Format

Send to

Choose Destination
Cell Metab. 2016 Nov 8;24(5):740-752. doi: 10.1016/j.cmet.2016.09.015. Epub 2016 Oct 27.

Mitochondrial Protein Lipoylation and the 2-Oxoglutarate Dehydrogenase Complex Controls HIF1α Stability in Aerobic Conditions.

Author information

1
Department of Medicine, Cambridge Institute for Medical Research, University of Cambridge, Cambridge, CB2 0XY, UK.
2
Hutchinson MRC Cancer Unit, University of Cambridge, Cambridge, CB2 0XZ, UK.
3
Kreiskliniken Reutlingen GmbH, 72764 Stuttgart, Germany.
4
Department of Medicine, University of Cambridge, Cambridge, CB2 0XY, UK; Wellcome Trust Sanger Institute, Wellcome Trust Genome Campus, Cambridge, CB10 1SA, UK.
5
Department of Medicine, Cambridge Institute for Medical Research, University of Cambridge, Cambridge, CB2 0XY, UK. Electronic address: jan33@cam.ac.uk.

Abstract

Hypoxia-inducible transcription factors (HIFs) control adaptation to low oxygen environments by activating genes involved in metabolism, angiogenesis, and redox homeostasis. The finding that HIFs are also regulated by small molecule metabolites highlights the need to understand the complexity of their cellular regulation. Here we use a forward genetic screen in near-haploid human cells to identify genes that stabilize HIFs under aerobic conditions. We identify two mitochondrial genes, oxoglutarate dehydrogenase (OGDH) and lipoic acid synthase (LIAS), which when mutated stabilize HIF1α in a non-hydroxylated form. Disruption of OGDH complex activity in OGDH or LIAS mutants promotes L-2-hydroxyglutarate formation, which inhibits the activity of the HIFα prolyl hydroxylases (PHDs) and TET 2-oxoglutarate dependent dioxygenases. We also find that PHD activity is decreased in patients with homozygous germline mutations in lipoic acid synthesis, leading to HIF1 activation. Thus, mutations affecting OGDHC activity may have broad implications for epigenetic regulation and tumorigenesis.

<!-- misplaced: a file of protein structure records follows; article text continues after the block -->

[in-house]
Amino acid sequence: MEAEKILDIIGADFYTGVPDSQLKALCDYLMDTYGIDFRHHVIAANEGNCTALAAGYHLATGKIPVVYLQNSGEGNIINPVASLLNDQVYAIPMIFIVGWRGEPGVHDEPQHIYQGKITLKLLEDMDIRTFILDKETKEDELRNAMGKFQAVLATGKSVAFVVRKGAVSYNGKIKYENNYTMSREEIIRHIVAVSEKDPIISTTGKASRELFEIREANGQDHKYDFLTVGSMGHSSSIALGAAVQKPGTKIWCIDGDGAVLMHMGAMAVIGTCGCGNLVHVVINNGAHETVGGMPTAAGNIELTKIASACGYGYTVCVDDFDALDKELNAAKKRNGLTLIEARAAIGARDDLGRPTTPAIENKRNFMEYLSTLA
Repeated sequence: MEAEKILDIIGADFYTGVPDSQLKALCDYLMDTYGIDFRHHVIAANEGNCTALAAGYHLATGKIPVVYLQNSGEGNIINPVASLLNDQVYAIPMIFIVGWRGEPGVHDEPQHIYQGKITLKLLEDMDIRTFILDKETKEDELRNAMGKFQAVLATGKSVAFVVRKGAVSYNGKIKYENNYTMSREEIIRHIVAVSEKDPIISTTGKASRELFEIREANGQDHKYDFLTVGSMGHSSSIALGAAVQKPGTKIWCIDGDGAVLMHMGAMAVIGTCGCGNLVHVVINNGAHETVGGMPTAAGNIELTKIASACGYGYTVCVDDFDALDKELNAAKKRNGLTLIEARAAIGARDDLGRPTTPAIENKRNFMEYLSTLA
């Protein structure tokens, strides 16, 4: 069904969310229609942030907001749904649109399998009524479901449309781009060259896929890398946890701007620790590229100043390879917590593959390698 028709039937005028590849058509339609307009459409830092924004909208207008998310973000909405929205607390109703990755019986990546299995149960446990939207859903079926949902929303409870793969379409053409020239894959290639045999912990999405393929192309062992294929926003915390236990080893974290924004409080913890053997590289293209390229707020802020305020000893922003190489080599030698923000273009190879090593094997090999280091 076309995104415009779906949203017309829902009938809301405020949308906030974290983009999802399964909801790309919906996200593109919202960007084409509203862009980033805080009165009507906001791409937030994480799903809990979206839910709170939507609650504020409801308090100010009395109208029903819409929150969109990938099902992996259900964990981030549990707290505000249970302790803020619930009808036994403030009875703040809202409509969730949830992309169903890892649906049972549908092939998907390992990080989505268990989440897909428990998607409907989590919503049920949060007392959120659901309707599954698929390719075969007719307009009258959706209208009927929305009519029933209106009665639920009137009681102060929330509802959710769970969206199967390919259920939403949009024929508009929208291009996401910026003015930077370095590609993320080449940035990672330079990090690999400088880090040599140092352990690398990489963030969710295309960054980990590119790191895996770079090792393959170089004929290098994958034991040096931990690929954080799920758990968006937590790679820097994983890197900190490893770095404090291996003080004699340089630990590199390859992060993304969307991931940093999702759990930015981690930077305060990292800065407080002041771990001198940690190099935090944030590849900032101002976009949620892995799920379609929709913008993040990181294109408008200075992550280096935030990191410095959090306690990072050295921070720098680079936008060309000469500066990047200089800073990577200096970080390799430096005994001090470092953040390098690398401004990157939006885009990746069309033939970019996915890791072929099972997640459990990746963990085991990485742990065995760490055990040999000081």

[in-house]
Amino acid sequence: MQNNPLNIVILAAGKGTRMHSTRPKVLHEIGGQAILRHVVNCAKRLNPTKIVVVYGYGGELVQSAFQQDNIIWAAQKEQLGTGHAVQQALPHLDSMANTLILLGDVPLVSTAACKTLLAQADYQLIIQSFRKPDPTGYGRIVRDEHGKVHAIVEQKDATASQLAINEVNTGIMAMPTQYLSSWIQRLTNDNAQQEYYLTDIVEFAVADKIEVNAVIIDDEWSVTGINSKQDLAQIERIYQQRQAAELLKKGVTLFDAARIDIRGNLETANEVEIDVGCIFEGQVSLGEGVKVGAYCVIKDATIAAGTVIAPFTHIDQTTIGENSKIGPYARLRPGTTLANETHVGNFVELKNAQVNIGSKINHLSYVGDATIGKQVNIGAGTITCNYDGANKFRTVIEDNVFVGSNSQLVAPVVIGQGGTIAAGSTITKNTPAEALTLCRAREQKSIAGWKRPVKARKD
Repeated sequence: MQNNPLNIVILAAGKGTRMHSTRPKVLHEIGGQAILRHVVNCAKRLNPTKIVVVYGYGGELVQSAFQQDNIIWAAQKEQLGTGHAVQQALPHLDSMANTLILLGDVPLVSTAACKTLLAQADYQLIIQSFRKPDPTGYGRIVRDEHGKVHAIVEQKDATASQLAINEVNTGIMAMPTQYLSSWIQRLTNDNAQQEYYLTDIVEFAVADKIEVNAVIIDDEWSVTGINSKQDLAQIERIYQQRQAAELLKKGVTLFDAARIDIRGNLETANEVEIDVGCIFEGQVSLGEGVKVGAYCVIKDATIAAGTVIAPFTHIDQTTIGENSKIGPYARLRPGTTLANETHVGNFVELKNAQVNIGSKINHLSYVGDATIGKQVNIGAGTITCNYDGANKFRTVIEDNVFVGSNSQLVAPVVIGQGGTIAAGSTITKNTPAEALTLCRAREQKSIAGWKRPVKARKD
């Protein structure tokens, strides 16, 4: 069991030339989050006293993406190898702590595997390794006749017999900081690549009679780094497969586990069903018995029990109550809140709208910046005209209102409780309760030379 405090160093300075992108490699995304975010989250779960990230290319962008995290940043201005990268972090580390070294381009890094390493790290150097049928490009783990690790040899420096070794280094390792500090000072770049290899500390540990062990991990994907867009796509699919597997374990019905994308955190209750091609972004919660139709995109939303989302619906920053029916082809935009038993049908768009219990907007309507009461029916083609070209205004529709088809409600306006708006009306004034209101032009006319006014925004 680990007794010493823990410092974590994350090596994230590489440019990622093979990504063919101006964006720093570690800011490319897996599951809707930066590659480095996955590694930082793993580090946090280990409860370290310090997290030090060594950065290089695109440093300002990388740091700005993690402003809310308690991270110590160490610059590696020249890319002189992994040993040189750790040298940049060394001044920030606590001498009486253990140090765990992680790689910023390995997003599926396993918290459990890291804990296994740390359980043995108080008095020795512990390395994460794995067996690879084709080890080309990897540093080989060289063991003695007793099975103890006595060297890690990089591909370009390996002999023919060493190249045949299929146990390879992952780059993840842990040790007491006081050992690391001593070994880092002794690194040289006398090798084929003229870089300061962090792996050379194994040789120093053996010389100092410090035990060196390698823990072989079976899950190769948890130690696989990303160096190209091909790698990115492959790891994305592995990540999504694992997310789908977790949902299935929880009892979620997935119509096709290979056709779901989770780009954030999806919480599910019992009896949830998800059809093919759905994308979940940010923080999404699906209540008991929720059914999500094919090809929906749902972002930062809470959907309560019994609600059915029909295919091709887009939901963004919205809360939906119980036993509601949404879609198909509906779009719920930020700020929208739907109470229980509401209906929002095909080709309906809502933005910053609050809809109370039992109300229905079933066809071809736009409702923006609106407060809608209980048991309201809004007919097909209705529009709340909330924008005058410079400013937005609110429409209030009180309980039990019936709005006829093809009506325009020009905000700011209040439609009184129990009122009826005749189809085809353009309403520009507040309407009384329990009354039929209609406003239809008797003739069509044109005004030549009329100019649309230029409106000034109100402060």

PMID:
27923773
PMCID:
PMC5106373
DOI:
10.1016/j.cmet.2016.09.015
[Indexed for MEDLINE]
Free PMC Article

Supplemental Content

Full text links

Icon for Elsevier Science Icon for PubMed Central
Loading ...
Support Center